4 Utah fishing records broken in 2021

Travis Hobbs owns a Bear Lake cutthroat trout which he caught at Bear Lake on January 17th. The fish broke the previous record of 3.5 inches in length. (Utah Wildlife Division)

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SALT LAKE CITY – Drought throughout the state of Utah has impacted fishing over the past year, leading state wildlife officials to increase some fishing limits this year .

The reason for this decision in some of the state’s water bodies was that the low levels result in hotter water and warmer water contains less oxygen. Lower oxygen levels made it difficult for the affected fish species to survive and thrive.

Despite all of this, there were plenty of fishing opportunities in Utah in 2021. The Utah Division of Wildlife said it had stocked just over 9.6 million fish in more than 600 shots. state water throughout 2021 with the aim of improving fishing opportunities. and increase native fish populations.

And four people were able to rewrite the state’s record books during the year. Their catches now have a place in a book that dates back to the early 1900s.

According to the Utah Division of Wildlife, three of the records fell under the Utah catch and release category. It all started on January 17th when Travis Hobbs caught a 31 inch cutthroat trout from Bear Lake, a special native of Bear Lake and its tributaries. He broke a 27½ inch record set on Memorial Day 2020.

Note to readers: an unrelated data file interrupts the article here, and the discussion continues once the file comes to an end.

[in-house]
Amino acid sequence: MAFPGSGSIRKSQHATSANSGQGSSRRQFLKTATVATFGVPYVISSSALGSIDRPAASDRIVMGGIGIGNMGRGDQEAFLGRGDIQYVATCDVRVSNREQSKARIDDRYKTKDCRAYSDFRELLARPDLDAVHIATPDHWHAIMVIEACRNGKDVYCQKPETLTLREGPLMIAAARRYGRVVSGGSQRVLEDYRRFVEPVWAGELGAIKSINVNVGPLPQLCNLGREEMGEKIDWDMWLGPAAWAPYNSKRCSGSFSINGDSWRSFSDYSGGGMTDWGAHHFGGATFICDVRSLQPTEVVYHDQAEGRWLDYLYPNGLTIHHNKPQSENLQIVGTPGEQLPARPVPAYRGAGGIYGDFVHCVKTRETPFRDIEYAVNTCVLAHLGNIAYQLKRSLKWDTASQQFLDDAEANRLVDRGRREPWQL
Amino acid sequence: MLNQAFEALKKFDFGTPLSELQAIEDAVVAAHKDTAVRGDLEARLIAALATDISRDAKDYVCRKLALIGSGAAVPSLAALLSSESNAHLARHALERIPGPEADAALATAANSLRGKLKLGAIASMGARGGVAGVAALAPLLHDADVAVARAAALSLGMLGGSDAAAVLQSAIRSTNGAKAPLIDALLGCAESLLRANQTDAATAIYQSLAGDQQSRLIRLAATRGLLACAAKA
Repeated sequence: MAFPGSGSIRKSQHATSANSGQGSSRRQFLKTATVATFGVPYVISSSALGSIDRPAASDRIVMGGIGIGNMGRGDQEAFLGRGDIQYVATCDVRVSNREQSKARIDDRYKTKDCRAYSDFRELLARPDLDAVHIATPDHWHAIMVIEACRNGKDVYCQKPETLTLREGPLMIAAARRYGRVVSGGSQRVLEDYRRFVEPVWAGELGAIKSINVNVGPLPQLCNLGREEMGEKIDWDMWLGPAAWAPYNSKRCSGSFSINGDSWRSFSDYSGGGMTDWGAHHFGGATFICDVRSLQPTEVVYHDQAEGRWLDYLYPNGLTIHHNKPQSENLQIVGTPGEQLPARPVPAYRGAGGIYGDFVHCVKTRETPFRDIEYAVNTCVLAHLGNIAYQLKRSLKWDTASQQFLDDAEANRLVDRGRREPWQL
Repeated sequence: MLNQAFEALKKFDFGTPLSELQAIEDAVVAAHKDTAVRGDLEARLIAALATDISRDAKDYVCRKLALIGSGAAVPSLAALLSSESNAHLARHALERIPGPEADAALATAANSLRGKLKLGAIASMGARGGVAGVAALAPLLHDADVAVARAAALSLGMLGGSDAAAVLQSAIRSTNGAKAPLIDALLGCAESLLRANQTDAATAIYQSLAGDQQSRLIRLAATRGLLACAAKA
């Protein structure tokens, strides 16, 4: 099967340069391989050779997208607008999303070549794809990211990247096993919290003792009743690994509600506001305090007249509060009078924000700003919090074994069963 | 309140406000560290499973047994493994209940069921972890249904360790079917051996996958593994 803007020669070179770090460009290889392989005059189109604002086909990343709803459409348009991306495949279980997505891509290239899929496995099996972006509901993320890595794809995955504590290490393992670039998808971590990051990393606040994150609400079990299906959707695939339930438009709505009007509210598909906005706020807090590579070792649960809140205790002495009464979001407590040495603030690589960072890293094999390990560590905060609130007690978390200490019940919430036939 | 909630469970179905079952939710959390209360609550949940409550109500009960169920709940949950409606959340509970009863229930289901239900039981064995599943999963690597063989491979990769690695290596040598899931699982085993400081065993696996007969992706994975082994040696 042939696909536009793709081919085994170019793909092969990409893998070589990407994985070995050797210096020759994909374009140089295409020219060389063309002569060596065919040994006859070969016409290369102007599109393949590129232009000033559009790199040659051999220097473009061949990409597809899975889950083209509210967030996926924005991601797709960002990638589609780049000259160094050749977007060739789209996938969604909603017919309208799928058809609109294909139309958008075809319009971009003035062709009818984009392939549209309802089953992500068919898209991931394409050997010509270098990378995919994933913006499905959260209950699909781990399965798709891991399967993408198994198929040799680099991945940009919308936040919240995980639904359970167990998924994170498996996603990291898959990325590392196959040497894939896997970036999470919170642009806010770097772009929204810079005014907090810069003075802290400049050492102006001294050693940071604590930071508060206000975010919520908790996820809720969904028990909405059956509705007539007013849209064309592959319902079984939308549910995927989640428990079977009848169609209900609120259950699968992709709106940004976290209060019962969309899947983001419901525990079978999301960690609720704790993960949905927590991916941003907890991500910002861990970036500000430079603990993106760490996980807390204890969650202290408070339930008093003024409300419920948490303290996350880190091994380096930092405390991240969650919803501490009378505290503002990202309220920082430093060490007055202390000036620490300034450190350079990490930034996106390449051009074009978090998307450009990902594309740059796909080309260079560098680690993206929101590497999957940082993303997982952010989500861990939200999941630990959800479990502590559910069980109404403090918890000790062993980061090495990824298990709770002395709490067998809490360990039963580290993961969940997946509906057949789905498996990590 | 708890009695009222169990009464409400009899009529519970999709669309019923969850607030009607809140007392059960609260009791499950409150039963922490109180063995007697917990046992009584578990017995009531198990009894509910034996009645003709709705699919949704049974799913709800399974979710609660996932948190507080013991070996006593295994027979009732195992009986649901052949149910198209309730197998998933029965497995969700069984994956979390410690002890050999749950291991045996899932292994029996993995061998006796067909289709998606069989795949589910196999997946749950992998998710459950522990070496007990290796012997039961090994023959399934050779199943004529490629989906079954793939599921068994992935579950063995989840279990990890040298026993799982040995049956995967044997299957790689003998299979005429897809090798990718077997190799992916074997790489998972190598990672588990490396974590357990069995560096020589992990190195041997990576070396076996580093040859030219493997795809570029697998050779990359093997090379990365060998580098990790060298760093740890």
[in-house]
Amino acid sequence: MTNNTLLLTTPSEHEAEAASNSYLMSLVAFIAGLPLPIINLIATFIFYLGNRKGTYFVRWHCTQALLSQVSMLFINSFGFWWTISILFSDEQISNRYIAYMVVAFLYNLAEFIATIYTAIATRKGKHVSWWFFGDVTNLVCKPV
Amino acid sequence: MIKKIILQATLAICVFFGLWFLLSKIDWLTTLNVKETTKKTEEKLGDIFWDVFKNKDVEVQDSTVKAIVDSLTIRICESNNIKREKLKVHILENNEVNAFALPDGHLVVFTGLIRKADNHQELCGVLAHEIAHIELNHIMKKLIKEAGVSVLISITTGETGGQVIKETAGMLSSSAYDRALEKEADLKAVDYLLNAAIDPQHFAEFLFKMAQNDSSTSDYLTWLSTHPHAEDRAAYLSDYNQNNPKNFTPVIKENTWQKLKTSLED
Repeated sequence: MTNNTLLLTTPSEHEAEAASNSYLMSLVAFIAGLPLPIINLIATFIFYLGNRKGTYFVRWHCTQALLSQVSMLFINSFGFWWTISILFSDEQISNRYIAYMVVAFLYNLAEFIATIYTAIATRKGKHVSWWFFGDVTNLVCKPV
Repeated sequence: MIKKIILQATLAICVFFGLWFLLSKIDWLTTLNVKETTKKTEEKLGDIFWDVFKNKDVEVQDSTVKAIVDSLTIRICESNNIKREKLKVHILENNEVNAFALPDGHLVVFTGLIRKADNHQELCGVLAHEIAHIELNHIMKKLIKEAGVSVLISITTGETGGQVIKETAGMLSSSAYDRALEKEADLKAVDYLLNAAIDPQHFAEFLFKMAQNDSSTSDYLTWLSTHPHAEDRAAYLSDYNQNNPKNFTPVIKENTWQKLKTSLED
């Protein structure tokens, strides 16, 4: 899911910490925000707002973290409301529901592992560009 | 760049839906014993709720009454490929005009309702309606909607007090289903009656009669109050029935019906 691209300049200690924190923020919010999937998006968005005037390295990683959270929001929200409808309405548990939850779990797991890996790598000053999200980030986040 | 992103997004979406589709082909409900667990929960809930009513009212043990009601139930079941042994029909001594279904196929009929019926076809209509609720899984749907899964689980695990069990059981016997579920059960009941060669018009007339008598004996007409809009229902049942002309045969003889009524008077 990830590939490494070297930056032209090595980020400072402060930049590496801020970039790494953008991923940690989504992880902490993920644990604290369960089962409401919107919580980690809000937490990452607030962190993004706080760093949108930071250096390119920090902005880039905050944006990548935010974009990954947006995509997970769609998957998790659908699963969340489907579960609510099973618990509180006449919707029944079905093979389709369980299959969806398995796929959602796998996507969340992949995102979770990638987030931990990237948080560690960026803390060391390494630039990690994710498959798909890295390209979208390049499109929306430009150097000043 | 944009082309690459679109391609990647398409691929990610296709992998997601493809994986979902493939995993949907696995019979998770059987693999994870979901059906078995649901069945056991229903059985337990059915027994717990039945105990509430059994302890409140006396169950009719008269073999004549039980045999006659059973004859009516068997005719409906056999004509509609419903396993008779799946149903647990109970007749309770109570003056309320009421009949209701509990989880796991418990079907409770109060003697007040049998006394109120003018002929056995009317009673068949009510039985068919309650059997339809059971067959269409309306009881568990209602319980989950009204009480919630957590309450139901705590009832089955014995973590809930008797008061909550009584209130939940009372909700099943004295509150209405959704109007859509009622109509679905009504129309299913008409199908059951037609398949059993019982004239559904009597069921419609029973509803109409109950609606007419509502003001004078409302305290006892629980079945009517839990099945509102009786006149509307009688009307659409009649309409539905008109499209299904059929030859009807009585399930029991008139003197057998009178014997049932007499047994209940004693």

Then on March 12, Colby Woodruff caught a 32 inch walleye at Bear River, breaking the previous record of 31½ inches that Enich Mockli had caught at Starvation Reservoir in 2002.

Brett Bardsley caught the largest Colorado River cutthroat trout in state history on May 15. The 19-inch trout he caught at Pine Creek Reservoir knocked over a 15½-inch Colorado River cutthroat trout that Ace Teller caught at Canyon Lake in November 2020.

The final record was in the state’s capture and conservation category, and it was actually broken twice in 2021. Tavin Quigley caught a 15-pound, 4-ounce wiper at the Newcastle tank on April 8 ; however, the record lasted less than two months.

The new record is a 29 inch long wiper with a 23 inch circumference. The fish, captured by Trevor Cooper at the Newcastle Reservoir on May 23, weighed 15 pounds and 5 ounces.

There were 11 records set in 2020 – nine that remain in place until 2022.

All fishing records can be reported to DWR through its website. All fish caught and released must include a photo with a fish next to a measuring device with a witness confirming the capture in writing. Catch and retention records should include length, girth and weight, measured by a certified trade balance – with two independent witnesses outside the fisherman’s family or fishing parties.


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